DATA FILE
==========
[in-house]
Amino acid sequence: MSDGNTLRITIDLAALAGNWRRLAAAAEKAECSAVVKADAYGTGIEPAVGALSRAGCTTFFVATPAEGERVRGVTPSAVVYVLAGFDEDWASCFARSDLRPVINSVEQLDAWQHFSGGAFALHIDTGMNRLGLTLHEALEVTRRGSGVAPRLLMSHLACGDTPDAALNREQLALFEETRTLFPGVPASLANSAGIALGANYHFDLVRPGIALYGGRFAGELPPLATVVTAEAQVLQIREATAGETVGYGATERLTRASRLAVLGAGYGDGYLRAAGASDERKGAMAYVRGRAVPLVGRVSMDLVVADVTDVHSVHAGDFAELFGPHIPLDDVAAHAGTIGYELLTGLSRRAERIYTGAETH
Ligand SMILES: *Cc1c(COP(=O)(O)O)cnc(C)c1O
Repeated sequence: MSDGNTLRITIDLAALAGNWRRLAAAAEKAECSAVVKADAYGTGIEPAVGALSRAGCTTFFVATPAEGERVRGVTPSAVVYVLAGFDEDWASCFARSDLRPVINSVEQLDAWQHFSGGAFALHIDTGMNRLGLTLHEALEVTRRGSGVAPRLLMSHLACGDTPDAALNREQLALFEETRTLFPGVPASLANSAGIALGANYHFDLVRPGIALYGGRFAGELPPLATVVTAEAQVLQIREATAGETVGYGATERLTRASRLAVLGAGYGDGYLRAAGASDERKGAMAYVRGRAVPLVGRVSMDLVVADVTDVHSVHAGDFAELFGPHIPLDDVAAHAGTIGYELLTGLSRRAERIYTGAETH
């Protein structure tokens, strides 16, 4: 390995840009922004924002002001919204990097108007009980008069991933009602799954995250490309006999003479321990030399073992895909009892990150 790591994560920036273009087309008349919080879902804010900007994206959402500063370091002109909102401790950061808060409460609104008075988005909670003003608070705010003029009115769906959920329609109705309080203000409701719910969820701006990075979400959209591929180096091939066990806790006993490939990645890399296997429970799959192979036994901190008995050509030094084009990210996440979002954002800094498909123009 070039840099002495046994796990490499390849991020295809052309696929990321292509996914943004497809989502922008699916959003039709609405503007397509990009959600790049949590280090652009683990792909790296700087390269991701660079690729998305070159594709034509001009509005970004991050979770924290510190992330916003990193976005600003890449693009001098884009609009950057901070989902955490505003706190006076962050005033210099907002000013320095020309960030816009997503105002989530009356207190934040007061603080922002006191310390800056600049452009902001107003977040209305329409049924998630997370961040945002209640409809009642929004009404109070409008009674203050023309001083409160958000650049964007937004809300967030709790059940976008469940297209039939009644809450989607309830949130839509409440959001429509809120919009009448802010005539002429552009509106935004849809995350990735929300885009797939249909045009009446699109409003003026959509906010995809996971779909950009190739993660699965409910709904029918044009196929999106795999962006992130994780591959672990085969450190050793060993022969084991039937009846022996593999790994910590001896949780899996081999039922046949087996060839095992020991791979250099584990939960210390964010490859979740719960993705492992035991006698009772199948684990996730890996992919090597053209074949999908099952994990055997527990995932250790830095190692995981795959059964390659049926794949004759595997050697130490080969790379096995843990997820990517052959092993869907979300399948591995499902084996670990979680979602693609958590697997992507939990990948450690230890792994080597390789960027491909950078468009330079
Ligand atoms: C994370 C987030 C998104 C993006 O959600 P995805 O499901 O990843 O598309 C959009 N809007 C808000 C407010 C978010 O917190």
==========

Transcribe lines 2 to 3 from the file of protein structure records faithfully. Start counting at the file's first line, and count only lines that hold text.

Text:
Amino acid sequence: MSDGNTLRITIDLAALAGNWRRLAAAAEKAECSAVVKADAYGTGIEPAVGALSRAGCTTFFVATPAEGERVRGVTPSAVVYVLAGFDEDWASCFARSDLRPVINSVEQLDAWQHFSGGAFALHIDTGMNRLGLTLHEALEVTRRGSGVAPRLLMSHLACGDTPDAALNREQLALFEETRTLFPGVPASLANSAGIALGANYHFDLVRPGIALYGGRFAGELPPLATVVTAEAQVLQIREATAGETVGYGATERLTRASRLAVLGAGYGDGYLRAAGASDERKGAMAYVRGRAVPLVGRVSMDLVVADVTDVHSVHAGDFAELFGPHIPLDDVAAHAGTIGYELLTGLSRRAERIYTGAETH
Ligand SMILES: *Cc1c(COP(=O)(O)O)cnc(C)c1O